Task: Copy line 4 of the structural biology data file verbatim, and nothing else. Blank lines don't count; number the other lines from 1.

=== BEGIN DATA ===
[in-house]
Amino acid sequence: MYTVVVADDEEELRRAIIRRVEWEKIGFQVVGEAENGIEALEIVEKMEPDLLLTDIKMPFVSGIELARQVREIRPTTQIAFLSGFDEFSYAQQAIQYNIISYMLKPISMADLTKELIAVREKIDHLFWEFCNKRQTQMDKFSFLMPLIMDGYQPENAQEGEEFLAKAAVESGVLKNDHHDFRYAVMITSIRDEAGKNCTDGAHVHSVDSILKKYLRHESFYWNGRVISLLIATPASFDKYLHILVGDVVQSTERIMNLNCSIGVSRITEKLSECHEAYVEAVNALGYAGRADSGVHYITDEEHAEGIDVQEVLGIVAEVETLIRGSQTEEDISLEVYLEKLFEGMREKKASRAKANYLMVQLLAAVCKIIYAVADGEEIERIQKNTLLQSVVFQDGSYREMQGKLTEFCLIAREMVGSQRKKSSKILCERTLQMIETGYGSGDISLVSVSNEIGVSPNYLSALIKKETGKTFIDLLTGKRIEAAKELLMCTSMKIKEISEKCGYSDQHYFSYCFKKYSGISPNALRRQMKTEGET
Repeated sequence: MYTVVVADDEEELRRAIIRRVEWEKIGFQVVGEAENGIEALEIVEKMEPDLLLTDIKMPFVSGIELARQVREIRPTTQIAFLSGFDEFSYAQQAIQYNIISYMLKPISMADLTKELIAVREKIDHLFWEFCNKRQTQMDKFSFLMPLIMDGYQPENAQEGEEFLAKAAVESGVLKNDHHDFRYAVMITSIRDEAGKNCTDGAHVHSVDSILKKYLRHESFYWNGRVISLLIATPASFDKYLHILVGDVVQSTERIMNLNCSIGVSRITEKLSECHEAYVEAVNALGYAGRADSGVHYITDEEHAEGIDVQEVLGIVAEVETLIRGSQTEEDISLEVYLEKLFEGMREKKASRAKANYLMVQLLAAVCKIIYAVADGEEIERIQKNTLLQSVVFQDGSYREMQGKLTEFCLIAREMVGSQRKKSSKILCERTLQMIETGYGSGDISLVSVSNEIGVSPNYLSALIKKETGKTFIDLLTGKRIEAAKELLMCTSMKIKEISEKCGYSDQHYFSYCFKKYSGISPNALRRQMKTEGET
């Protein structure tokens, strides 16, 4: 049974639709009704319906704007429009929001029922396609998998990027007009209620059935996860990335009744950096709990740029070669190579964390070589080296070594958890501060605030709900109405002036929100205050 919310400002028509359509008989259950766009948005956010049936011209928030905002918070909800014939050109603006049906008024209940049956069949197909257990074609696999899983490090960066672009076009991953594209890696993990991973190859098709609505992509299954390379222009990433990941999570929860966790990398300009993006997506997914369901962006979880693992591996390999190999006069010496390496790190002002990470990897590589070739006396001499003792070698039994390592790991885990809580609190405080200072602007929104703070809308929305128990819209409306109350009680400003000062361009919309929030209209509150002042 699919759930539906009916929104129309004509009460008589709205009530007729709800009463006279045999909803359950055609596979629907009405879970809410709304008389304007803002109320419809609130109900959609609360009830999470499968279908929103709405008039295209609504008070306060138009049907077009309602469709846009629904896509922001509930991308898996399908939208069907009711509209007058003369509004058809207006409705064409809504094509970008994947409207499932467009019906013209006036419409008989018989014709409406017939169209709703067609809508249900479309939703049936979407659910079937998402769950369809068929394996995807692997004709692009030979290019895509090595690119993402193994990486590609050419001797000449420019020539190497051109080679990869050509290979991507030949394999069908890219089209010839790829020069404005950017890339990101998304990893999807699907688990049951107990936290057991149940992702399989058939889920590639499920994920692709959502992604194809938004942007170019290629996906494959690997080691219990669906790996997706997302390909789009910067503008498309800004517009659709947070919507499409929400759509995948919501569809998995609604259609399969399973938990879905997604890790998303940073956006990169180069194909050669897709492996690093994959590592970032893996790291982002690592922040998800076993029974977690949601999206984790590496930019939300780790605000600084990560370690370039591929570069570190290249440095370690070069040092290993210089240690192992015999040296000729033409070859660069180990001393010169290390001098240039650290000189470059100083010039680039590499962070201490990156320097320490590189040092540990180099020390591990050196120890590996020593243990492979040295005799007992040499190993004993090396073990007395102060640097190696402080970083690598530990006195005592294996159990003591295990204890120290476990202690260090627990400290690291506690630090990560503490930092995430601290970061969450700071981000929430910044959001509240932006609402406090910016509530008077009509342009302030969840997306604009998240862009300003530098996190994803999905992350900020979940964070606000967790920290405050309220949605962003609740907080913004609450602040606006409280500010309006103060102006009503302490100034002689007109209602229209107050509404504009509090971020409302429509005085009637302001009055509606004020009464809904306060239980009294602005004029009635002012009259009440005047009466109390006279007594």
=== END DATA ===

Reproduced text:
């Protein structure tokens, strides 16, 4: 049974639709009704319906704007429009929001029922396609998998990027007009209620059935996860990335009744950096709990740029070669190579964390070589080296070594958890501060605030709900109405002036929100205050 919310400002028509359509008989259950766009948005956010049936011209928030905002918070909800014939050109603006049906008024209940049956069949197909257990074609696999899983490090960066672009076009991953594209890696993990991973190859098709609505992509299954390379222009990433990941999570929860966790990398300009993006997506997914369901962006979880693992591996390999190999006069010496390496790190002002990470990897590589070739006396001499003792070698039994390592790991885990809580609190405080200072602007929104703070809308929305128990819209409306109350009680400003000062361009919309929030209209509150002042 699919759930539906009916929104129309004509009460008589709205009530007729709800009463006279045999909803359950055609596979629907009405879970809410709304008389304007803002109320419809609130109900959609609360009830999470499968279908929103709405008039295209609504008070306060138009049907077009309602469709846009629904896509922001509930991308898996399908939208069907009711509209007058003369509004058809207006409705064409809504094509970008994947409207499932467009019906013209006036419409008989018989014709409406017939169209709703067609809508249900479309939703049936979407659910079937998402769950369809068929394996995807692997004709692009030979290019895509090595690119993402193994990486590609050419001797000449420019020539190497051109080679990869050509290979991507030949394999069908890219089209010839790829020069404005950017890339990101998304990893999807699907688990049951107990936290057991149940992702399989058939889920590639499920994920692709959502992604194809938004942007170019290629996906494959690997080691219990669906790996997706997302390909789009910067503008498309800004517009659709947070919507499409929400759509995948919501569809998995609604259609399969399973938990879905997604890790998303940073956006990169180069194909050669897709492996690093994959590592970032893996790291982002690592922040998800076993029974977690949601999206984790590496930019939300780790605000600084990560370690370039591929570069570190290249440095370690070069040092290993210089240690192992015999040296000729033409070859660069180990001393010169290390001098240039650290000189470059100083010039680039590499962070201490990156320097320490590189040092540990180099020390591990050196120890590996020593243990492979040295005799007992040499190993004993090396073990007395102060640097190696402080970083690598530990006195005592294996159990003591295990204890120290476990202690260090627990400290690291506690630090990560503490930092995430601290970061969450700071981000929430910044959001509240932006609402406090910016509530008077009509342009302030969840997306604009998240862009300003530098996190994803999905992350900020979940964070606000967790920290405050309220949605962003609740907080913004609450602040606006409280500010309006103060102006009503302490100034002689007109209602229209107050509404504009509090971020409302429509005085009637302001009055509606004020009464809904306060239980009294602005004029009635002012009259009440005047009466109390006279007594």